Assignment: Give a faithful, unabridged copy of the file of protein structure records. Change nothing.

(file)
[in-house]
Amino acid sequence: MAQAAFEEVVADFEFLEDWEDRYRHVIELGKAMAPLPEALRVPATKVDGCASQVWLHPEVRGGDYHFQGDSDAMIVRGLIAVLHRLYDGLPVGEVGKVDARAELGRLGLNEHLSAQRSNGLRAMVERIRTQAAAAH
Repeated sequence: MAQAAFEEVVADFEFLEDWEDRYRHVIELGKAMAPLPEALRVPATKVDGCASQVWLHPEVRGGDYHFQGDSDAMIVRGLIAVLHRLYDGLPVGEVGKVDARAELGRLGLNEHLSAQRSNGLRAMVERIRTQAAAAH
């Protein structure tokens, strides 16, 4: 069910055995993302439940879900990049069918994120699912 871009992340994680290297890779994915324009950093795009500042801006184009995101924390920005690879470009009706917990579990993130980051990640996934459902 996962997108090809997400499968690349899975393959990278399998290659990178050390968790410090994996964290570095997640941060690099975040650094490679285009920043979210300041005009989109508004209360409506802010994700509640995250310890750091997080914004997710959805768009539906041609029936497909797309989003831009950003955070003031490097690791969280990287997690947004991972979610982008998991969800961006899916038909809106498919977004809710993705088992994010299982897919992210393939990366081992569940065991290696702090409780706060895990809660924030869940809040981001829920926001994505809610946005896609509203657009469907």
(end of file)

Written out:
[in-house]
Amino acid sequence: MAQAAFEEVVADFEFLEDWEDRYRHVIELGKAMAPLPEALRVPATKVDGCASQVWLHPEVRGGDYHFQGDSDAMIVRGLIAVLHRLYDGLPVGEVGKVDARAELGRLGLNEHLSAQRSNGLRAMVERIRTQAAAAH
Repeated sequence: MAQAAFEEVVADFEFLEDWEDRYRHVIELGKAMAPLPEALRVPATKVDGCASQVWLHPEVRGGDYHFQGDSDAMIVRGLIAVLHRLYDGLPVGEVGKVDARAELGRLGLNEHLSAQRSNGLRAMVERIRTQAAAAH
């Protein structure tokens, strides 16, 4: 069910055995993302439940879900990049069918994120699912 871009992340994680290297890779994915324009950093795009500042801006184009995101924390920005690879470009009706917990579990993130980051990640996934459902 996962997108090809997400499968690349899975393959990278399998290659990178050390968790410090994996964290570095997640941060690099975040650094490679285009920043979210300041005009989109508004209360409506802010994700509640995250310890750091997080914004997710959805768009539906041609029936497909797309989003831009950003955070003031490097690791969280990287997690947004991972979610982008998991969800961006899916038909809106498919977004809710993705088992994010299982897919992210393939990366081992569940065991290696702090409780706060895990809660924030869940809040981001829920926001994505809610946005896609509203657009469907």